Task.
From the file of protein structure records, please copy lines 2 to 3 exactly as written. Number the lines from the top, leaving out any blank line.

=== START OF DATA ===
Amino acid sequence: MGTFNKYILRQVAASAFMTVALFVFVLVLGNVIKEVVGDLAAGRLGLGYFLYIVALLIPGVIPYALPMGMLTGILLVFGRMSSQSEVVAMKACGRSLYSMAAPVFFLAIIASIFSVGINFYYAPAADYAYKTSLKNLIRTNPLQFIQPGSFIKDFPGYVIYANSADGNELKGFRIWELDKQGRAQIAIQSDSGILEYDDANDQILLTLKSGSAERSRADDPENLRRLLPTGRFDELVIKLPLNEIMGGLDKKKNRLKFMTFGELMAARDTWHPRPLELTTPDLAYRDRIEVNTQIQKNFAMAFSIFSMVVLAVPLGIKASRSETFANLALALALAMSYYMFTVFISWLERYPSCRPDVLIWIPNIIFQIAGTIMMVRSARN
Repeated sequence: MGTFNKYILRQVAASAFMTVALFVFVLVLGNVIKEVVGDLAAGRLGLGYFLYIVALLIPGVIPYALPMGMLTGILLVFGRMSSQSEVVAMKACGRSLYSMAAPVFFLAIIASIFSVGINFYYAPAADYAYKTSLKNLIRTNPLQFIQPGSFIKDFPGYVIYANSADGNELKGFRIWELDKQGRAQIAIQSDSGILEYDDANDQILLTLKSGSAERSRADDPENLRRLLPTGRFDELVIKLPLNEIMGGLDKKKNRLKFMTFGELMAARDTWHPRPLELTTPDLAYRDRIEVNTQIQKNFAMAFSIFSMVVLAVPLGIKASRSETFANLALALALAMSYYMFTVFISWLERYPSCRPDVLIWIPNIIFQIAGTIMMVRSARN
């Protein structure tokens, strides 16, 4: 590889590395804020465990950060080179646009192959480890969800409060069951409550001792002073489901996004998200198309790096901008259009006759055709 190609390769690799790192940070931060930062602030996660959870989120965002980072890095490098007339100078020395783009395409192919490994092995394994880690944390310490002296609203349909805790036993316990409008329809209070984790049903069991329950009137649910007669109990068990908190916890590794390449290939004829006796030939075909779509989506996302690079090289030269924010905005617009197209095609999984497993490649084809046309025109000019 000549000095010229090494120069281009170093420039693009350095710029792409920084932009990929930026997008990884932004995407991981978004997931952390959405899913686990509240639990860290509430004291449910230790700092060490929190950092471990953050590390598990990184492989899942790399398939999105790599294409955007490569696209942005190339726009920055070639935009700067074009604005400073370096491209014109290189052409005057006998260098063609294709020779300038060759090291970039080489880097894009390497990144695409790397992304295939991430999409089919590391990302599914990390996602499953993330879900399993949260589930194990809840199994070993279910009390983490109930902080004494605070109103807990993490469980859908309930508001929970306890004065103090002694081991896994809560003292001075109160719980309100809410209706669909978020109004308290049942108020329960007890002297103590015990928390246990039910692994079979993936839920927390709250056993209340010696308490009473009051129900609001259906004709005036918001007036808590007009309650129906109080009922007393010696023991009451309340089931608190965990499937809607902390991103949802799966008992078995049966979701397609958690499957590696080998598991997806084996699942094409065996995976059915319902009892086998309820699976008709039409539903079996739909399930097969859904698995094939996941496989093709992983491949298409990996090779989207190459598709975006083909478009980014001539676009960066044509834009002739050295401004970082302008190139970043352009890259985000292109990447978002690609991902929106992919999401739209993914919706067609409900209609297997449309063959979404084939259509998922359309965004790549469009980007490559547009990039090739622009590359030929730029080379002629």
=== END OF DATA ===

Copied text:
Repeated sequence: MGTFNKYILRQVAASAFMTVALFVFVLVLGNVIKEVVGDLAAGRLGLGYFLYIVALLIPGVIPYALPMGMLTGILLVFGRMSSQSEVVAMKACGRSLYSMAAPVFFLAIIASIFSVGINFYYAPAADYAYKTSLKNLIRTNPLQFIQPGSFIKDFPGYVIYANSADGNELKGFRIWELDKQGRAQIAIQSDSGILEYDDANDQILLTLKSGSAERSRADDPENLRRLLPTGRFDELVIKLPLNEIMGGLDKKKNRLKFMTFGELMAARDTWHPRPLELTTPDLAYRDRIEVNTQIQKNFAMAFSIFSMVVLAVPLGIKASRSETFANLALALALAMSYYMFTVFISWLERYPSCRPDVLIWIPNIIFQIAGTIMMVRSARN
């Protein structure tokens, strides 16, 4: 590889590395804020465990950060080179646009192959480890969800409060069951409550001792002073489901996004998200198309790096901008259009006759055709 190609390769690799790192940070931060930062602030996660959870989120965002980072890095490098007339100078020395783009395409192919490994092995394994880690944390310490002296609203349909805790036993316990409008329809209070984790049903069991329950009137649910007669109990068990908190916890590794390449290939004829006796030939075909779509989506996302690079090289030269924010905005617009197209095609999984497993490649084809046309025109000019 000549000095010229090494120069281009170093420039693009350095710029792409920084932009990929930026997008990884932004995407991981978004997931952390959405899913686990509240639990860290509430004291449910230790700092060490929190950092471990953050590390598990990184492989899942790399398939999105790599294409955007490569696209942005190339726009920055070639935009700067074009604005400073370096491209014109290189052409005057006998260098063609294709020779300038060759090291970039080489880097894009390497990144695409790397992304295939991430999409089919590391990302599914990390996602499953993330879900399993949260589930194990809840199994070993279910009390983490109930902080004494605070109103807990993490469980859908309930508001929970306890004065103090002694081991896994809560003292001075109160719980309100809410209706669909978020109004308290049942108020329960007890002297103590015990928390246990039910692994079979993936839920927390709250056993209340010696308490009473009051129900609001259906004709005036918001007036808590007009309650129906109080009922007393010696023991009451309340089931608190965990499937809607902390991103949802799966008992078995049966979701397609958690499957590696080998598991997806084996699942094409065996995976059915319902009892086998309820699976008709039409539903079996739909399930097969859904698995094939996941496989093709992983491949298409990996090779989207190459598709975006083909478009980014001539676009960066044509834009002739050295401004970082302008190139970043352009890259985000292109990447978002690609991902929106992919999401739209993914919706067609409900209609297997449309063959979404084939259509998922359309965004790549469009980007490559547009990039090739622009590359030929730029080379002629």